Grit, Loyalty and Optimism are the Baron’s True North

David Thomson, quite possibly the richest man in Canada, finds value in art — and ice hockey

By TONY LENNOX

When the fans of the Winnipeg Jets ice hockey team sing the O Canada anthem before a game, the line “…with glowing hearts we see thee rise, the True North, strong and free”, the words “True North” get a deafening roar.

David Thomson

David Thomson, Chairman, Thomson Reuters

And with that, David Thomson — aka Baron Thomson of Fleet, reputedly the richest man in Canada — may feel a glow of satisfaction. The fans are showing reverence for True North Sports and Entertainment Ltd, the company Thomson founded with businessman Mark Chipman.

Chipman, who had revived the team in 2011, paired well with the polymath Thomson, media mogul and chairman of Thomson Reuters. Baron Thomson of Fleet, to use that alluring and imperious title in context, heads a vast international empire that inherited from his father Kenneth (the second baronet, who died in 2006). Thomson junior is a renowned patron of the arts, a collector with a passion for ice hockey. He owns and runs a major real estate business, and thrives on competition. As he once put it: “I’m a very competitive individual and I play a part in a very large picture — and hopefully add value to people’s lives.”

The people of the prairie city of Winnipeg, despite being starved of sporting success for decades, continue to bellow their gratitude at home games in the 15,000-seat stadium and sports complex built on Thomson-owned land in the heart of the city.

At the age of 65, David Thomson remains a private individual who rarely gives interviews. When he and Chipman announced the revival of the Jets and the National Hockey League (NHL) franchise award, he was cornered by a Winnipeg Sun reporter hoping for a scoop. The tall and reclusive Thomson was courteous but typically taciturn. He was finally drawn to observe: “When you do things for the right reasons, everything else seems to flow.

“The best thing in life is that things evolve, and who would have imagined a confluence of circumstances that suddenly there’s an opportunity, and it makes sense? It’s the right thing to do. I’m just delighted to play a part.”

David Thomson was born in Toronto in 1957, the eldest of Kenneth and Marilyn Thomson’s three children. He and his family lived in London during the Swinging Sixties. At his mother’s funeral in Toronto in 2017, Thomson recalled kite-flying kites in Hyde Park and excursions to Portobello market. He returned to England after his schooling in Toronto, earning an MA from Cambridge University.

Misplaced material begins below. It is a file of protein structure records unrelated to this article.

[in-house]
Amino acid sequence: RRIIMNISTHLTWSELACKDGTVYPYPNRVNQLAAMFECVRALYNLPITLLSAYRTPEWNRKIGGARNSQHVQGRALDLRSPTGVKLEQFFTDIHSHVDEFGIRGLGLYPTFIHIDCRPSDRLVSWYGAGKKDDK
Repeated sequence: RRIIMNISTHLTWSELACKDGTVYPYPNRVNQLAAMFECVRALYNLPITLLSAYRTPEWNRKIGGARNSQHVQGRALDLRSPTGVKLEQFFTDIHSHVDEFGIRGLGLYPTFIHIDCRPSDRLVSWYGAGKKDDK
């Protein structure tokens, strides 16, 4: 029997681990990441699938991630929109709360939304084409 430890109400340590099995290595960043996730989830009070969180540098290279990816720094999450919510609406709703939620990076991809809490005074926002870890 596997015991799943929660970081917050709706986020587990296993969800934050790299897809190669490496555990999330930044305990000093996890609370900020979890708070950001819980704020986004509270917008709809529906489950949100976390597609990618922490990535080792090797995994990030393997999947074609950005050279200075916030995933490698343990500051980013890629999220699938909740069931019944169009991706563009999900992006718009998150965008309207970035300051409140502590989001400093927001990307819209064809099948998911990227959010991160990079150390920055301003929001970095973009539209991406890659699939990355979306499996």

He was always aware of his responsibility to the family newspaper business, founded by grandfather Roy, on whose shoulders the hereditary peerage was lain. David worked in junior positions before taking a managerial role at the family-owned Hudson Bay Company. He was appointed chairman of the Thomson Corporation in 2002.

Thomson inherited a love of art from his father, and has a 2,000-piece private collection, including works by Picasso, Rembrandt, Turner, Constable and Rubens. It also features mediaeval sculpture and Inuit art, some of which is displayed at the Art Gallery of Ontario. He has donated more than $276m for the gallery’s renovation.

David Thomson has six children from four partners but lives alone in Toronto; he still owns properties in London. According to Forbes — on whose billionaires list he ranks 26th — his net worth is around $50bn.

The Thomson Reuters media conglomerate was formed when the Thomson Corporation acquired British news group Reuters in 2008. David Thomson maintains active involvement, and even writes the occasional piece for the Toronto-based Globe and Mail.

Competitive he may be, but loyalty and optimism are perhaps stronger driving forces for Thomson. Reflecting on his passion for ice hockey, he recalled a game he watched with his father. Their team was 6-0 down in the third quarter and fans were leaving, but the Thomsons stayed to the bitter end. “I sat there looking at him, and not the game,” David recalled, “realising I had to be the luckiest human being on earth.”


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